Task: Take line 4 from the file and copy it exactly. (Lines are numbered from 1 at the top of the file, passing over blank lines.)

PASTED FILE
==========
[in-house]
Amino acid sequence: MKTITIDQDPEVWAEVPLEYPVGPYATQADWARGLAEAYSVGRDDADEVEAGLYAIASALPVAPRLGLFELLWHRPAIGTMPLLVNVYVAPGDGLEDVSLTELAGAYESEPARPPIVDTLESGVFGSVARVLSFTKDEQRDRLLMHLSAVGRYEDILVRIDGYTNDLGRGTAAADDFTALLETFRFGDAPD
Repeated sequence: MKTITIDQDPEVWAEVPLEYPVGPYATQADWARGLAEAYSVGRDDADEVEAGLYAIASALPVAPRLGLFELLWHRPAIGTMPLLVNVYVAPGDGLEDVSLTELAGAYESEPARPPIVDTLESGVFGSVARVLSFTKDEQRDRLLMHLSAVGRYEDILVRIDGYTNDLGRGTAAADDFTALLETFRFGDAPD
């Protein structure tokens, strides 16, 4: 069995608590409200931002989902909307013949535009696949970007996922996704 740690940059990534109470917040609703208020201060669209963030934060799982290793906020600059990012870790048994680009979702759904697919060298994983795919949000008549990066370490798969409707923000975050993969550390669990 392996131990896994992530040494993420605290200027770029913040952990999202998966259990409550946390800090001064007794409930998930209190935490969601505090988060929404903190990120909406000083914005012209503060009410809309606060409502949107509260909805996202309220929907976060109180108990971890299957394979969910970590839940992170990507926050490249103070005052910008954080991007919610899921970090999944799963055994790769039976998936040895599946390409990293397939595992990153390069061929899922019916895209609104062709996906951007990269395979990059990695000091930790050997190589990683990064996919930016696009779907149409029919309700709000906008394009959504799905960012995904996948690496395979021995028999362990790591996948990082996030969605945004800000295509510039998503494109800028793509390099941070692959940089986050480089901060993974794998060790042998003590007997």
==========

């Protein structure tokens, strides 16, 4: 069995608590409200931002989902909307013949535009696949970007996922996704 740690940059990534109470917040609703208020201060669209963030934060799982290793906020600059990012870790048994680009979702759904697919060298994983795919949000008549990066370490798969409707923000975050993969550390669990 392996131990896994992530040494993420605290200027770029913040952990999202998966259990409550946390800090001064007794409930998930209190935490969601505090988060929404903190990120909406000083914005012209503060009410809309606060409502949107509260909805996202309220929907976060109180108990971890299957394979969910970590839940992170990507926050490249103070005052910008954080991007919610899921970090999944799963055994790769039976998936040895599946390409990293397939595992990153390069061929899922019916895209609104062709996906951007990269395979990059990695000091930790050997190589990683990064996919930016696009779907149409029919309700709000906008394009959504799905960012995904996948690496395979021995028999362990790591996948990082996030969605945004800000295509510039998503494109800028793509390099941070692959940089986050480089901060993974794998060790042998003590007997």